If Musk wants Tesla to remain a viable business after he rockets off to Mars, he needs to start listening to frustrated Tesla owners like this pragmatic CEO rather than reveling in his adoring fans.


Can Solar Make an Impact on the Transportation Market? Part 2

— September 5, 2017

After a few conversations with Scott Shepard about PV systems in EVs, I began to come around to his view that solar is too expensive and the roof space too limited to make a solar-equipped EV work at the mass market scale. But then I read about another PV in transport project that made economic sense: Indian Railways’ newly launched solar diesel multiple unit (DEMU) trains. A total of 16 300W solar modules are installed on each coach on the train for ₹9 lakh ($13,950 or $2.9/W). The Indian Institute of Science estimates that the annual energy yield in a solar rail coach will be between 6,820 kWh and 7,452 kWh. This could displace 1,862 liters of diesel, saving around $1,650 per year at $0.88/liter diesel.

Lessons Learned

I see two key elements that make the project work. The first lesson from India is that solar in transport makes more sense when it is displacing liquid fuels rather than electrons. Going back to the Prius example from the first blog in this series, if the solar roof was available in Toyota’s non-plug-in version of the car, its economic effect would be significantly better. If a non-plug-in version of the Prius could run for 2,190 km per year on only solar, it could save about 150 liters per year, which would have a value of around $180 per year (using Japan’s gasoline price in July 2017). The investment in a solar roof could break even within the lifetime of the car, so the current cost of the add-on could be justified.

The second lesson is the use of off-the-shelf modules. In this way, the project benefits from the economies of scale that PV systems are famous for. It would be difficult to use off-the-shelf modules in cars, but if Toyota introduced the solar roof in all its Prius cars (for example), it could increase the production rate of solar roofs for the Prius from a couple of thousand per year to about 350,000 per year (global Prius sales in 2016). Modules with similar high efficiency cells in the wholesale market sell for about $0.50/W (i.e., $90 for the 180W used in the Prius).

Most of the costs arise from integrating the PV cells into the roof of the car. These costs could decline significantly due to economies of scale as well. If Toyota could cut costs to those of the train company ($540 for 180W already installed in the car, including inverters and other costs), the breakeven period would be about 2.5 years. Slashing costs would make a solar roof a no-brainer (especially for consumers like me who would be able to drive the car without ever using a charging point or stopping at a gas station).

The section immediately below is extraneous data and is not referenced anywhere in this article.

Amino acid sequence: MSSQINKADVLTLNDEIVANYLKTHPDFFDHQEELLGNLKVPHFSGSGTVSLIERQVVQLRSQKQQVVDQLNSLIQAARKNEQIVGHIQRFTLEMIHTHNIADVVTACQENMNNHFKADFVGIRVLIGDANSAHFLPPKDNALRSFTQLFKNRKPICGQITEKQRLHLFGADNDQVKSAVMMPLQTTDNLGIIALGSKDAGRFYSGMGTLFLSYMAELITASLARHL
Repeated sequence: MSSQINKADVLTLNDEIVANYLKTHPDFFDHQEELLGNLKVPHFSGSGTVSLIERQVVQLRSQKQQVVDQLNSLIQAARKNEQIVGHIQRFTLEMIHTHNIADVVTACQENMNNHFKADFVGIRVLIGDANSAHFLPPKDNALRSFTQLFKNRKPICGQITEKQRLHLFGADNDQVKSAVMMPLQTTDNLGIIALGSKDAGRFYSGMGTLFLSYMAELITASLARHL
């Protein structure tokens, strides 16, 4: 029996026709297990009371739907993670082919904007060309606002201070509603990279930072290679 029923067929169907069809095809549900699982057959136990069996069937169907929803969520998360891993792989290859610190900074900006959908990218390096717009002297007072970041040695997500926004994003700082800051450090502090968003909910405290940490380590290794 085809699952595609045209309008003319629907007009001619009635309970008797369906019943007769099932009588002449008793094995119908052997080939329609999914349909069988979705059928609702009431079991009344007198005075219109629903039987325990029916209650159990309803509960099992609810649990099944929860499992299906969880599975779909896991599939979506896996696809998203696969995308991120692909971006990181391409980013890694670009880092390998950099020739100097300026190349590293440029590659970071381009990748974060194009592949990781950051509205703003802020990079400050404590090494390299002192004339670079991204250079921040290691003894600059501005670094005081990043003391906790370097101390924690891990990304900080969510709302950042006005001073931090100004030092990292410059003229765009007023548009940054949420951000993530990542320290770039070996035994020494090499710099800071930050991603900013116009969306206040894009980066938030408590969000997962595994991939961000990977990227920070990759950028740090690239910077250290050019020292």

Interesting Niche

This would open an interesting niche for solar companies. If all the EV and hybrid EV cars sold globally in 2017 (expected to be between 3 million and 4 million) had a 180W roof, an additional 840 MW (an extra 1%) could be added to global solar PV demand. But solar roofs need a champion to push them into the mass market in the same way Tesla pushed EVs away from the margins. My last blog discussed two startups that are exploring this niche. However, traditional manufacturers could do the same to differentiate their brand and cars from the competition. Toyota is an obvious choice given its brand association with hybrid cars, but other manufacturers could step in. For example, Volvo could be a great candidate since it is hybridizing all its models.


Can Solar Make an Impact on the Transportation Market? Part 1

— August 31, 2017

People have dreamed of solar-powered vehicles for decades. The first World Solar Challenge race occurred in 1987 and the first American Solar Challenge (then called Sunrayce) was held in 1990.

Thanks to improvements in solar costs and the EV value chain, the dream is closer to reality. Two startups (Sono Motors in Munich, Germany and Lightyear in Eindhoven, the Netherlands) have projects underway. Sono Motors successfully crowdfunded more than half a million dollars in September 2016 and revealed its first car on July 27, 2017: the Sion. According to Sono, the Sion will cost between $13,200 and $17,600 depending on the battery size and will run without refueling for around 30 km with a 1 kW solar system. It will be available in 2019.

Lightyear is an unofficial spinoff from Solar Team Eindhoven. This team built the Stella and Stella Lux solar racers—both winners of the Bridgestone World Solar Challenge Cruiser Class. The cruiser class replicates traditional cars, with seating space for four people. Lightyear has been taking preorders since June 29, 2017 for €119,000 ($138,000). The car is expected to offer a range between 400 km and 800 km and travel between 10,000 km and 20,000 km per year in low irradiation areas (e.g., United Kingdom and the Netherlands)—charging only with its PV system.

Today’s Solar-Powered Vehicle Option

A solar-powered vehicle option is available on the market today. Toyota’s latest Prius Prime Plug-in Hybrid offers an option in Japan to add a 180W solar roof that charges the main battery. Toyota claims that the roof will give the car a maximum solar rage of 6 km in Japan, which is a country with medium irradiance levels. The option to add the solar roof costs $2,500, which adds 5%-10% to the vehicle price. This seems expensive given the savings it provides compared to buying electricity from the grid that costs below $70 per year, even with the high electricity prices in Japan. From a convenience point of view, the system might make more sense for people without parking at home and short daily drives. My daily commute is around 4 km, which means that if I had the Prius Prime Plug-in Hybrid with the 180W solar roof add-on, I could drive mostly electric all year without visiting a charging point. It is still an expensive feature, however, which is why most mobility analysts—like my colleague Scott Shepard, who analyzes the EV market—have been skeptical about the idea of putting solar and EVs together. Yet, other automakers are exploring the PV-EV connection, as well. Audi has just announced it will unveil a prototype EV with solar panels on the roof to extend the vehicle range.

Despite the skepticism, one successful solar-powered vehicle project exists. Part 2 of this blog series will look into Indian Railways’ newly launched solar diesel multiple unit trains.